DES MOINES, Iowa - Friday Governor Terry Branstad discussed a new federal grant totaling $96.9 million to aid in the state's efforts to reduce flooding and improve water quality.
The state of Iowa is one of 13 applicants to be awarded a grant by the U.S. Department of Housing and Development, aimed at flood reduction and water quality improvement. Iowa's award was the fourth-largest given by the federal government. The $96.9 million will be dispersed to seven different projects throughout the state, focusing on water infrastructure in the cities of Coralville, Dubuque, and Storm Lake, as well as nine watersheds: Bee Branch Creek; Clear Creek; East Nishnabotna; English River; North Raccoon River; Middle Cedar River; Upper Iowa; Upper Wapsipinicon River; and West Nishnabotna River.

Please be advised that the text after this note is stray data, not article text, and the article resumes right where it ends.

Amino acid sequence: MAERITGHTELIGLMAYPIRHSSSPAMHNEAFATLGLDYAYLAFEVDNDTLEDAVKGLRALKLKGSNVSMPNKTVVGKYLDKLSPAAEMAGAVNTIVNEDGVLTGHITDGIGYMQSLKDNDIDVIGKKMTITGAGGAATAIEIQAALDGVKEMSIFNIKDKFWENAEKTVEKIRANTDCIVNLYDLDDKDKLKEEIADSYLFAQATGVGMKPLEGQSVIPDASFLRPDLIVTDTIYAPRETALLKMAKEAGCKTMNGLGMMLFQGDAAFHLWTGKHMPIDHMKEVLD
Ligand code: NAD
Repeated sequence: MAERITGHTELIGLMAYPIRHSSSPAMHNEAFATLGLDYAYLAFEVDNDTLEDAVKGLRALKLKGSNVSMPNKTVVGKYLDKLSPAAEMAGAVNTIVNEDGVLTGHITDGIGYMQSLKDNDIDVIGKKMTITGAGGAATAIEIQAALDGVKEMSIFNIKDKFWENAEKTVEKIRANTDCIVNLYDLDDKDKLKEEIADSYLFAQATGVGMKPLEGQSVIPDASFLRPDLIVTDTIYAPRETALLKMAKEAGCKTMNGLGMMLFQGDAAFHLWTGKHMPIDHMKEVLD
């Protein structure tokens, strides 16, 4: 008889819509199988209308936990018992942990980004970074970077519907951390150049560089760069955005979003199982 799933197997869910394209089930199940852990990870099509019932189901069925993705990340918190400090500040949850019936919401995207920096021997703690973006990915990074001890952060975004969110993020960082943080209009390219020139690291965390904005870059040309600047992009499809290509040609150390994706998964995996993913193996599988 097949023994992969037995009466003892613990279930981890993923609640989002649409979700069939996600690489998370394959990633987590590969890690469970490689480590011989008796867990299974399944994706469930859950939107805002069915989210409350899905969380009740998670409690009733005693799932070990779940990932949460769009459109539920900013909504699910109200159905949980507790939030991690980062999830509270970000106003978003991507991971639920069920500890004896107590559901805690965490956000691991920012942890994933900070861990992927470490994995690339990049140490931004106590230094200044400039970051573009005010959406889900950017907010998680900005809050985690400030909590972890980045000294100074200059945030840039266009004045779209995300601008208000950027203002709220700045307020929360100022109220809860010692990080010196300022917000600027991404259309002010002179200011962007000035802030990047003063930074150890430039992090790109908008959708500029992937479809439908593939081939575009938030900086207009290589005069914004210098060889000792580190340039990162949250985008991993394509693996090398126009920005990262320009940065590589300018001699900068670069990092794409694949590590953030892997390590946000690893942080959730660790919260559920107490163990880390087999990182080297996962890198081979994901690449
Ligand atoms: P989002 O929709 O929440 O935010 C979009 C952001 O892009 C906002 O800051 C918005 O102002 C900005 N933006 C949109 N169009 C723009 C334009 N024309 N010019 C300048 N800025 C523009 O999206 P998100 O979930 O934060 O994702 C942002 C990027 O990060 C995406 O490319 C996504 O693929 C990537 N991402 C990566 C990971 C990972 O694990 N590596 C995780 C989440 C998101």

Final amounts may very for these individual projects, and the governor says it will take three to five years to fully implement the scope of work. When asked how the money will be divided between the efforts of "flood reduction" and "water quality," Governor Branstad said the issues are connected.
"They really go hand in hand," he said. "So, when we reduce floods, we improve water quality, so they really go hand in hand. Some of these projects - as I think all of the presenters articulately pointed out - we're in this together."
Governor Branstad says, despite criticisms that this is a "public" solution to a "private" problem, Iowans should recognize this as a state-wide issue.
"It's a public problem, it's a problem we all have," he said. "We want to reduce flooding - I go way back with this - the flood of '93. We lived through that in Des Moines. Des Moines was the largest city at the time that lost its Water Works, because of flooding. And a lot of work has been done to mitigate that."